Third-year graduate Medical student Clayton Grundvig and his wife Rachel Grundvig also expressed enthusiasm over the many unique attendees. They also took part in this creativity with a group costume dressed as a bear and a beekeeper, with their baby son suited up as a bee. 

“We came here in 2021 and there's been a gradual hesitation with COVID to have any kind of event so it's been fun seeing these community events come back,” Rachel said. “[Events like this] do a lot to make you feel like a part of Charlottesville. Definitely for somebody that's a transplant to the area, it means a lot.”

Trick-or-Treating on the Lawn was canceled in 2020 and 2021 due to COVID-19. The Halloween tradition successfully returned last year with one of the highest attendance rates in the history of this event. Attendance remained high this year with thousands of people gathered on the Lawn. 

Before the COVID-19 pandemic, TOTOL ran from 4 p.m. to 6 p.m. This year, however, organizers moved the event to a 5 p.m. start after an originally planned start of 6 p.m., citing safety and accessibility concerns. The new in-between time allows for more light during the event, but also allows working parents time to attend.

Following TOTOL, students and community members alike were able to observe The Great Rotumpkin, U.Va. Arts projections of scary pumpkins, dancing skeletons, ghosts and ghouls onto the Rotunda from 7 p.m. to 11 p.m. UPC partnered with U.Va. Arts to have various activities and treats during the nightly projection running from Oct. 27 to Oct. 31.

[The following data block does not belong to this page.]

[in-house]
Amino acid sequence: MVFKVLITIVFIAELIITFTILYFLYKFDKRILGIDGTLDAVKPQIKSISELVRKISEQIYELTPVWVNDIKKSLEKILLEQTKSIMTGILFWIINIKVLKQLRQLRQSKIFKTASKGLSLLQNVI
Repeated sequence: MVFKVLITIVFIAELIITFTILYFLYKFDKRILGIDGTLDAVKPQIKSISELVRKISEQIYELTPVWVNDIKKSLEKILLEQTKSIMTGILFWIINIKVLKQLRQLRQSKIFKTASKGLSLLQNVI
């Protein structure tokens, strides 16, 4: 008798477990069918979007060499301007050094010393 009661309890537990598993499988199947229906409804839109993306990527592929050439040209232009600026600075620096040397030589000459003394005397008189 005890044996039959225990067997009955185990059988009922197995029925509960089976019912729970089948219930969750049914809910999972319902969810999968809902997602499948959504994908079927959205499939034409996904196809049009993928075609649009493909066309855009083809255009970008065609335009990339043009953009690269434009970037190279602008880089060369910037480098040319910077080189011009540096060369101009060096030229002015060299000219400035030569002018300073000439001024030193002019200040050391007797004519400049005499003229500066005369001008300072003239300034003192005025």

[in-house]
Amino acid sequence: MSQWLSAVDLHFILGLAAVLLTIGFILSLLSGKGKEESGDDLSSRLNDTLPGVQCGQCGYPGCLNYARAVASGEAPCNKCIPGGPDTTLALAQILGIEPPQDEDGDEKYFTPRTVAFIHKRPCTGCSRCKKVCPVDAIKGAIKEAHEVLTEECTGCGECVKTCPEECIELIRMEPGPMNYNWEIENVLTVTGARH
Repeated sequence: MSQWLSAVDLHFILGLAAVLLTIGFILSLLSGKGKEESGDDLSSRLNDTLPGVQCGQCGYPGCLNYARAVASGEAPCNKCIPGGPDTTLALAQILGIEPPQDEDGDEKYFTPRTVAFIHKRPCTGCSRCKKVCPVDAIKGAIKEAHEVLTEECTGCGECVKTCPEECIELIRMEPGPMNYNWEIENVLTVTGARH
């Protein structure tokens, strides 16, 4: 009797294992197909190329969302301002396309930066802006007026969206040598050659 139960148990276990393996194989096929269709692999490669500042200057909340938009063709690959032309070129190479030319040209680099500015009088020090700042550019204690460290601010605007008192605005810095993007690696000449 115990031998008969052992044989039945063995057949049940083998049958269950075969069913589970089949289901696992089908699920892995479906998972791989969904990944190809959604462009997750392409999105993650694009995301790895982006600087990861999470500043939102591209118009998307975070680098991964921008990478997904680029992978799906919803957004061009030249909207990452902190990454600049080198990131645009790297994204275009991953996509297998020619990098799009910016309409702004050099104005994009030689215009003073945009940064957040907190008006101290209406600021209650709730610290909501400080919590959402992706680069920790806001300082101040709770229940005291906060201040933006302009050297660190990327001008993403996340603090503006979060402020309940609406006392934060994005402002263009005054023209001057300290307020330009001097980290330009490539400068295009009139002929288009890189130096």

Beyond current students and Charlottesville community members, many University alums return to grounds to celebrate this tradition with their families. One such Class of 2012 Alumnas Rachel Hobbs brought her husband and young son to TOTOL for the first time this year. 

“[This event is] very cheerful and very generous.” Rachel said. “It’s such a great option, I think, for Charlottesville and the community to come and eat candy and celebrate Halloween together.”

Nadia Cempre, the director of academic operations for the School of Education, attended this event with her two sons. She said she’s made it a tradition to bring her kids to TOTOL because she enjoyed this event herself in her years as an undergraduate. 

“I work at U.Va. and I was also a student at U.Va.,” Cempre said. “I just never left. When I was an undergrad here, all I ever wanted was to bring my kids one day and so I’m doing it now.”

Another long standing tradition at the University, Hauntings on the Hill — hosted by Brown College — welcomes the community for a haunted house fully acted and staffed by Brown students. The proceeds for this year’s event were donated to the Haven, an affordable housing resource in Charlottesville. 

The University will continue to offer fall events through November, including CultureFest on Nov. 4, which will feature performances from CIOs and free food and merchandise. The upcoming Family Weekend Nov. 3 to Nov. 4 also offers a chance for families to come together on Grounds for more fall fun.